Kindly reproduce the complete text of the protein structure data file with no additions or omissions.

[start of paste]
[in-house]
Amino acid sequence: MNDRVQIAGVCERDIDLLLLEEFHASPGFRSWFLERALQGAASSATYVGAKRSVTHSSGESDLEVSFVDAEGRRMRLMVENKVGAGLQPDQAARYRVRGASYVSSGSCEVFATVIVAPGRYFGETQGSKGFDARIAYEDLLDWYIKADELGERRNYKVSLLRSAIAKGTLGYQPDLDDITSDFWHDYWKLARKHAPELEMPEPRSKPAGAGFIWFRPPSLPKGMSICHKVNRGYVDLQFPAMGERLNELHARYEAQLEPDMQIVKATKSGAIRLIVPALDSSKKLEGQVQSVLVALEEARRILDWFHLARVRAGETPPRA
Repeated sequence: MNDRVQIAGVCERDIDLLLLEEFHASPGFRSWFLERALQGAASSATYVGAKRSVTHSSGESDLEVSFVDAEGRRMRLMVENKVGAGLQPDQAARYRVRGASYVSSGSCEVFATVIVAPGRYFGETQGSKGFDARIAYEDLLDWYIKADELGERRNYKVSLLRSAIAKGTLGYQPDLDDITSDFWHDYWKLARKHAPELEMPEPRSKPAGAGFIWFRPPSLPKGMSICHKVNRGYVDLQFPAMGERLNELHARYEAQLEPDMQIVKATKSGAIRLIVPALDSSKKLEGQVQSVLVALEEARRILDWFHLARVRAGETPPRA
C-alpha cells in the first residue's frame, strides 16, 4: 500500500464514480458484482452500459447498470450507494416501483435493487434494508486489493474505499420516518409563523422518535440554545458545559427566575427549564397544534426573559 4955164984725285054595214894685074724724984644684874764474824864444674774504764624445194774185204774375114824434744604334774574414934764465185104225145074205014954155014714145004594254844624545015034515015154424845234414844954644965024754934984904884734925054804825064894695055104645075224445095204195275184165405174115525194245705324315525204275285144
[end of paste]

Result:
[in-house]
Amino acid sequence: MNDRVQIAGVCERDIDLLLLEEFHASPGFRSWFLERALQGAASSATYVGAKRSVTHSSGESDLEVSFVDAEGRRMRLMVENKVGAGLQPDQAARYRVRGASYVSSGSCEVFATVIVAPGRYFGETQGSKGFDARIAYEDLLDWYIKADELGERRNYKVSLLRSAIAKGTLGYQPDLDDITSDFWHDYWKLARKHAPELEMPEPRSKPAGAGFIWFRPPSLPKGMSICHKVNRGYVDLQFPAMGERLNELHARYEAQLEPDMQIVKATKSGAIRLIVPALDSSKKLEGQVQSVLVALEEARRILDWFHLARVRAGETPPRA
Repeated sequence: MNDRVQIAGVCERDIDLLLLEEFHASPGFRSWFLERALQGAASSATYVGAKRSVTHSSGESDLEVSFVDAEGRRMRLMVENKVGAGLQPDQAARYRVRGASYVSSGSCEVFATVIVAPGRYFGETQGSKGFDARIAYEDLLDWYIKADELGERRNYKVSLLRSAIAKGTLGYQPDLDDITSDFWHDYWKLARKHAPELEMPEPRSKPAGAGFIWFRPPSLPKGMSICHKVNRGYVDLQFPAMGERLNELHARYEAQLEPDMQIVKATKSGAIRLIVPALDSSKKLEGQVQSVLVALEEARRILDWFHLARVRAGETPPRA
C-alpha cells in the first residue's frame, strides 16, 4: 500500500464514480458484482452500459447498470450507494416501483435493487434494508486489493474505499420516518409563523422518535440554545458545559427566575427549564397544534426573559 4955164984725285054595214894685074724724984644684874764474824864444674774504764624445194774185204774375114824434744604334774574414934764465185104225145074205014954155014714145004594254844624545015034515015154424845234414844954644965024754934984904884734925054804825064894695055104645075224445095204195275184165405174115525194245705324315525204275285144